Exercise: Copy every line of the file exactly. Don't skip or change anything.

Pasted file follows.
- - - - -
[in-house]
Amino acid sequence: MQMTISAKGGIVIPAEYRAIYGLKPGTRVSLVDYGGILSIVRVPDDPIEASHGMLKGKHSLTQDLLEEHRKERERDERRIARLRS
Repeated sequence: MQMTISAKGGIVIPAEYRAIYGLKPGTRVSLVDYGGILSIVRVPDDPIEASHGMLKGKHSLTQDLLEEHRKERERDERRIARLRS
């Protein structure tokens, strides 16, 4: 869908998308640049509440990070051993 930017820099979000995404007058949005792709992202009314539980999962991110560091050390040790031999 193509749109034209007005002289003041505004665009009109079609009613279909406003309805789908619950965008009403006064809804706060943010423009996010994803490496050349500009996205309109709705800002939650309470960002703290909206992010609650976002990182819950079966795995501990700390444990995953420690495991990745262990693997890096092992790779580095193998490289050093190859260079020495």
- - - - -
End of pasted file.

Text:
[in-house]
Amino acid sequence: MQMTISAKGGIVIPAEYRAIYGLKPGTRVSLVDYGGILSIVRVPDDPIEASHGMLKGKHSLTQDLLEEHRKERERDERRIARLRS
Repeated sequence: MQMTISAKGGIVIPAEYRAIYGLKPGTRVSLVDYGGILSIVRVPDDPIEASHGMLKGKHSLTQDLLEEHRKERERDERRIARLRS
């Protein structure tokens, strides 16, 4: 869908998308640049509440990070051993 930017820099979000995404007058949005792709992202009314539980999962991110560091050390040790031999 193509749109034209007005002289003041505004665009009109079609009613279909406003309805789908619950965008009403006064809804706060943010423009996010994803490496050349500009996205309109709705800002939650309470960002703290909206992010609650976002990182819950079966795995501990700390444990995953420690495991990745262990693997890096092992790779580095193998490289050093190859260079020495």